Hip-hop Media training

Chris Brown And Rihanna One Year After The Assault, Where Are They Now

Hip-Hop Media Training

Just days before the one year anniversary of Chris Brown'sassault of his former girlfriend Rihanna, Brown made a breakthrough.

The 20-year-old singer who plead guilty to felony assaultand was sentenced to five years of probation, performed on BET's SOS Saving Ourselves: Help For Haiti telethon Friday to benefit the victims of Haiti's recent tragic 7.0earthquake.

This booking is a big deal for Brown.

Since the altercation, Brown has had a successful smallvenue tour run, and has made some television and radio appearances, but he hasnot been a part of the major award shows for which he was previously a topbiller.

The February 8 incident occurred on the morning of theGrammys, so not only did he not perform there last year, but he also missed outon appearances at the Kids' Choice Awards, MTV Movie Awards, and even the BETAwards that featured various tributes to Michael Jackson who died three daysprior to the live broadcast. Brown was also absent from the Video Music Awards,American Music Awards, and last week's Grammys.


His album, "Graffiti," which he released in December, hasbarely sold 250,000 copies, while last week's No. 1 album from countrynewcomers Lady Antebellum sold nearly twice Brown's total sales in just oneweek.

Many music insiders think that Brown returned to themarketplace too soon after the incident. It's been suggested that had he waitedlonger before releasing a post incident album, it might have helped heal thewounds of his tarnished image.

I agree without a doubt that taking a hiatus would havehelped him rebuild his reputation.

Since part of his sentence includes one year of angermanagement counseling classes and six months of community service, I think thatwaiting one year would have done him some good. It would have given him moretime to reflect and process what message he would convey in his new music.

Instead, nearly four months after the ordeal, Brown recordeda video in which he proclaimed that he was not a monster and revealed the titleand plans for his "Graffiti" album.

After reaching a plea deal with Los Angeles Superior Court,a song entitled "Not My Fault" was leaked.

While Brown's record label maintained "Not My Fault" and theremorseful "Changed Man" were not new songs, Brown admitted on Good MorningAmerica in December that he wrote and recorded "Changed Man" after the attack.

I felt that Brown was responding to the pressure and I wasannoyed by his efforts to get attention. His interviews with Larry King and MTVleft him appearing dismissive and defensive. I was not convinced that heunderstood the magnitude of his crime.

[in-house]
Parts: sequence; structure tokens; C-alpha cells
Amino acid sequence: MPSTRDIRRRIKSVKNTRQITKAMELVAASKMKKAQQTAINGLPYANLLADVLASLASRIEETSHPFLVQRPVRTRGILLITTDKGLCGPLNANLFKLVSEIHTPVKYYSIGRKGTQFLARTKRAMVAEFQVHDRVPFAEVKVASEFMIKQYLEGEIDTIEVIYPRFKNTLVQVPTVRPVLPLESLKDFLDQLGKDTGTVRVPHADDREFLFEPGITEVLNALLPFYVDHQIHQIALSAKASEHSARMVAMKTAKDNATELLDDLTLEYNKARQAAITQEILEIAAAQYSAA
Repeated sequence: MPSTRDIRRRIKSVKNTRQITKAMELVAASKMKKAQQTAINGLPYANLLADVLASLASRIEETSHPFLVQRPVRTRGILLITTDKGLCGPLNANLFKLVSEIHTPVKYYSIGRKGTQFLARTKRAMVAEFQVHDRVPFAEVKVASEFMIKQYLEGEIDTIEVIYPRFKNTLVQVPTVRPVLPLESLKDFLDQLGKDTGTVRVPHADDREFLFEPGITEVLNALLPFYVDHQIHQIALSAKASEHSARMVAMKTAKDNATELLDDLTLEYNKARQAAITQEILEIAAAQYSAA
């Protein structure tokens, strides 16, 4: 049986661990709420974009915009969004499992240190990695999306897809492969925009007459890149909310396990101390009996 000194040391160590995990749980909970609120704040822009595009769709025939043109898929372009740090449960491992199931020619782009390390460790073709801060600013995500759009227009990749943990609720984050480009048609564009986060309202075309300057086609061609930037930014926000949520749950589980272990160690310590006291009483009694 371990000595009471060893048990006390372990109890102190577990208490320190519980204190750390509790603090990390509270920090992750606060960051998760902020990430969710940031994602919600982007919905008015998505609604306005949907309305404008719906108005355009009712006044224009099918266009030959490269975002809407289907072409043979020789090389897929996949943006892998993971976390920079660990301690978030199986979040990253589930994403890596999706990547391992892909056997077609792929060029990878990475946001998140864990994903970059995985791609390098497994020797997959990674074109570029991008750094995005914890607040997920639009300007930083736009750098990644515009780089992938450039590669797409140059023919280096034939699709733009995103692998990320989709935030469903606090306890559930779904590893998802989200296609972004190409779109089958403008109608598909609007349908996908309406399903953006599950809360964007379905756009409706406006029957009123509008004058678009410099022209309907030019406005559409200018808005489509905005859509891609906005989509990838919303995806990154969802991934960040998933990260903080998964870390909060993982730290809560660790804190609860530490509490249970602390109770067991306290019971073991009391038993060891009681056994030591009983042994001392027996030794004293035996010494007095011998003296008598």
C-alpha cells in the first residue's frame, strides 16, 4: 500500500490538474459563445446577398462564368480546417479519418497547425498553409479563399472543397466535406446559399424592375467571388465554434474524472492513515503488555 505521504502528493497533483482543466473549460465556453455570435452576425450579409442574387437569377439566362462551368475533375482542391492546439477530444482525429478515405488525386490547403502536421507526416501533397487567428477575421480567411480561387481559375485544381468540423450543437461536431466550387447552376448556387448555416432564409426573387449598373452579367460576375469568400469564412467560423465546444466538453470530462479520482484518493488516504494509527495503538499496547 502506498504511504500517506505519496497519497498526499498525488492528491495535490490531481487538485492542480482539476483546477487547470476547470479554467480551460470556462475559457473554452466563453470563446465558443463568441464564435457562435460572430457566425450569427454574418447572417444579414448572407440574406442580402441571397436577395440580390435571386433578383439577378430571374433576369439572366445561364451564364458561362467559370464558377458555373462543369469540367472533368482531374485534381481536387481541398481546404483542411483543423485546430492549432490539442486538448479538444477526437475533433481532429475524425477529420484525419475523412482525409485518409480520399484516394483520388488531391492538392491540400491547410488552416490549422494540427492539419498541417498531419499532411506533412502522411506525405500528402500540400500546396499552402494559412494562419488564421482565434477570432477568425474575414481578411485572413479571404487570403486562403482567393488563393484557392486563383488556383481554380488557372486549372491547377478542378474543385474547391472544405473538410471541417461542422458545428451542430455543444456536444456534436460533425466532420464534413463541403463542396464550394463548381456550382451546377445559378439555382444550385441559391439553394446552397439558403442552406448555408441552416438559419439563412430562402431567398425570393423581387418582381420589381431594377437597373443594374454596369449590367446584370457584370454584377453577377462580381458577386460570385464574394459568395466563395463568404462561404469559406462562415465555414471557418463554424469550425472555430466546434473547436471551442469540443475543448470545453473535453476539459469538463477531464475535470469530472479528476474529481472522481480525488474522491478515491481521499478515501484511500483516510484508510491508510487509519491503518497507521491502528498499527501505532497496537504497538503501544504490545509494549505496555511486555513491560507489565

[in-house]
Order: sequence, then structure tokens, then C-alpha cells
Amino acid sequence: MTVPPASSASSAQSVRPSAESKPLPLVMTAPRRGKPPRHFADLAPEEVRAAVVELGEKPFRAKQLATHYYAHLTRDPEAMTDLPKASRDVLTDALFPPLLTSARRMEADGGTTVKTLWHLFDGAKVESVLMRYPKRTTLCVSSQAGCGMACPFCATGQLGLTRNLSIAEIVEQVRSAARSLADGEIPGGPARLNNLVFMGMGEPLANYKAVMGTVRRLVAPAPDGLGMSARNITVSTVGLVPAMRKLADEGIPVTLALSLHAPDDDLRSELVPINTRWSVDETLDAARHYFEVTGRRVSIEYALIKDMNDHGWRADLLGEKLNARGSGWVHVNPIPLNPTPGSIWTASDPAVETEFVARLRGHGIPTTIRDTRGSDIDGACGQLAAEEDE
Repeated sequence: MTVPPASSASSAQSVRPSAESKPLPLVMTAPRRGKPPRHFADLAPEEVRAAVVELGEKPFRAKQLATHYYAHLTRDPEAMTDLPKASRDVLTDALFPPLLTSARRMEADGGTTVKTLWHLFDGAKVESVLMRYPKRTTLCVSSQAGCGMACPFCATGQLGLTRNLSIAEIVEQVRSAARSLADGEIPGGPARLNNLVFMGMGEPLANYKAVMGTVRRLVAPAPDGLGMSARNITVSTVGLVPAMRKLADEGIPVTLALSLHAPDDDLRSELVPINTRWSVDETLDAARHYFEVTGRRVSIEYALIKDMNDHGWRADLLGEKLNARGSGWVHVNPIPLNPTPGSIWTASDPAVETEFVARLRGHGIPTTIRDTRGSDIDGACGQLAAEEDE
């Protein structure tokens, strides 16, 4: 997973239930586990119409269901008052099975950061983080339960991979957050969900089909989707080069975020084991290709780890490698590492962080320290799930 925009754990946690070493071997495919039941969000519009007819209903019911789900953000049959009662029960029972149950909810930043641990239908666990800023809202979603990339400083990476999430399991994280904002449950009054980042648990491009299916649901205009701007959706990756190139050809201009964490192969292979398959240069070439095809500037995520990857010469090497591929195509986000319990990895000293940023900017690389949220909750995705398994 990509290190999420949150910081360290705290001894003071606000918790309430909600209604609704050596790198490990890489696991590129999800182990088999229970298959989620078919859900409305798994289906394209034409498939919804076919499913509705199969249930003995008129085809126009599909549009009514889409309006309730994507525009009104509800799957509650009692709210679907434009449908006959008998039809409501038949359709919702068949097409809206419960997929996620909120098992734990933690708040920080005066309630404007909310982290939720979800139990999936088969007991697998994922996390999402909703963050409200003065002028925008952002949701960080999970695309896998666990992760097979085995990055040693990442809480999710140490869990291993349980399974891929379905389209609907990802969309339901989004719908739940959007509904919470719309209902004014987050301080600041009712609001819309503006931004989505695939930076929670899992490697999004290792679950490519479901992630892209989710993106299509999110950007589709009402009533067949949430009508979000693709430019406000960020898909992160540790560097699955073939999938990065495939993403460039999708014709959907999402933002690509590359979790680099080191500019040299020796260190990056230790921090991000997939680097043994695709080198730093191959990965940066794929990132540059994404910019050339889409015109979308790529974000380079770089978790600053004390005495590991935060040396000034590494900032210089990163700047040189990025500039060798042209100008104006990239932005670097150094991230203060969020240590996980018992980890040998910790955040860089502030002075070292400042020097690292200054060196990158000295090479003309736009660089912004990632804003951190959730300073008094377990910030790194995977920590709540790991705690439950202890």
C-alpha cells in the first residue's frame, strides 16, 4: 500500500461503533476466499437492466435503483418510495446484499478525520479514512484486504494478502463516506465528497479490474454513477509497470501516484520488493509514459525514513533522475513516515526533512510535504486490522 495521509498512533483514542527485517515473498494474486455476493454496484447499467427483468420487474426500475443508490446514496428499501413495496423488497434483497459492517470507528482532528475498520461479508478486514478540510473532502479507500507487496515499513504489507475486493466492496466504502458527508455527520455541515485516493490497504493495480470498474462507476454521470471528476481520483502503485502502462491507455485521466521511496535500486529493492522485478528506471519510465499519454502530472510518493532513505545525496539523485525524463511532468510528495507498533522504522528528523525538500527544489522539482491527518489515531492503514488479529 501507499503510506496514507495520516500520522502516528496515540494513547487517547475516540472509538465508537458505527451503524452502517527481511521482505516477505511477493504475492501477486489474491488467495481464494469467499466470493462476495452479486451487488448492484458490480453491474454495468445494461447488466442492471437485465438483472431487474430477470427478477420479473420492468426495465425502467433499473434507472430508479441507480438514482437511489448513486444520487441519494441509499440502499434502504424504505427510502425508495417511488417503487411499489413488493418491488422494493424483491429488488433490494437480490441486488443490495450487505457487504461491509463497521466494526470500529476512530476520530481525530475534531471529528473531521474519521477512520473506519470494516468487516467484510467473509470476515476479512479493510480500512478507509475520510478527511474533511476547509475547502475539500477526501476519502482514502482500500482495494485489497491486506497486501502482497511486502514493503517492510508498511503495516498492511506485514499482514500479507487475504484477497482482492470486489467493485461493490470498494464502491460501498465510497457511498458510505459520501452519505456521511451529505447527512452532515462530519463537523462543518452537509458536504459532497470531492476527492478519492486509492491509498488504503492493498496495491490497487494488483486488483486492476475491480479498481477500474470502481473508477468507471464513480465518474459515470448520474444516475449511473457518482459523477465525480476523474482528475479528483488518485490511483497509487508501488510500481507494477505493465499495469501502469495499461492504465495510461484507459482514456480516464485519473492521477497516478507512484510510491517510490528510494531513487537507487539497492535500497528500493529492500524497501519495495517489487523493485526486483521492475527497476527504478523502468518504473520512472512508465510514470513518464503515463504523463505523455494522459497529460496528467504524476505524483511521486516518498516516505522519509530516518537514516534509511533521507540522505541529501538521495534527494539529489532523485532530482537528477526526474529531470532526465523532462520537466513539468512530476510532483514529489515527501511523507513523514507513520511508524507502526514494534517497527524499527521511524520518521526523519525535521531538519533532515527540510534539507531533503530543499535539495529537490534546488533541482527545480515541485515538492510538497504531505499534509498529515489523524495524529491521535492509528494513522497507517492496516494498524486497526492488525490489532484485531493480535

Brown's die hard fans supported him unconditionally, butthose who were unsure whether they would continue to embrace him felt moredistanced by his subsequent actions.

By the time his album was released in December, Brown hadlost his positioning in the marketplace, and he could not handle it.

His image continued to deteriorate as he used hisnow-defunct Twitter account to spew obscenities at Walmart, claiming that theretail chain was not stocking his album on shelves.

Despite the fact that "Graffiti" is arguably Brown's bestalbum to date, the record has seemed to run its course in just two months.

Things have not been easy for Rihanna either, but she hasmanaged to maintain a better positioning in her career.

By comparison, Rihanna's post-altercation album, "Rated R,"is not as strong as Brown's record. However, where Rihanna has lacked in songquality, she has made up for in poignant videos and style.

Getting over being branded the victim in a high profiledomestic abuse dispute can not be easy for anyone to overcome.

Not only was Rihanna and Brown's story fodder for blogs,newspapers, and television reports for months, Rihanna also had to deal with animage of her battered face being circulated over the Internet. And in just afew weeks later, nude photos of herself also surfaced.

It also seemed as though Rihanna could have benefited fromtaking a long vacation.

But instead she returned to the party scene, recorded theNo. 1 song "Run This Town" with Jay-Z and Kanye West, and did not speak to thepress until it was time for her to promote her album "Rated R."


Unlike Brown, Rihanna spoke in detail about the events that leadup to her fight with Brown, and said she was speaking out to help younggirls who might also be in abusive relationships.

Some attacked her, saying that she was trying to sabotageBrown's career.

But she did not receive the kind of backlash that Brownreceived.

"Rated R" did not debut at No. 1, in fact, it was outsold bynew artists Susan Boyle and Adam Lambert, but Rihanna performed at the AmericanMusic Awards and attended the Grammys.

She is steadily building momentum, and has scored a new top10 hit with her song "Hard."


Both Rihanna and Brown are young and talented enough to transcend this experience. It will not define their careers.

While the timing of Brown's return may have been pre-mature,it signals that he has done everything he could do to try to keep himself focusedon his music.

Hopefully, that will get him through his rehabilitation, andhe will reemerge with a story and message that will inspire other young kidsbattling the same demons.

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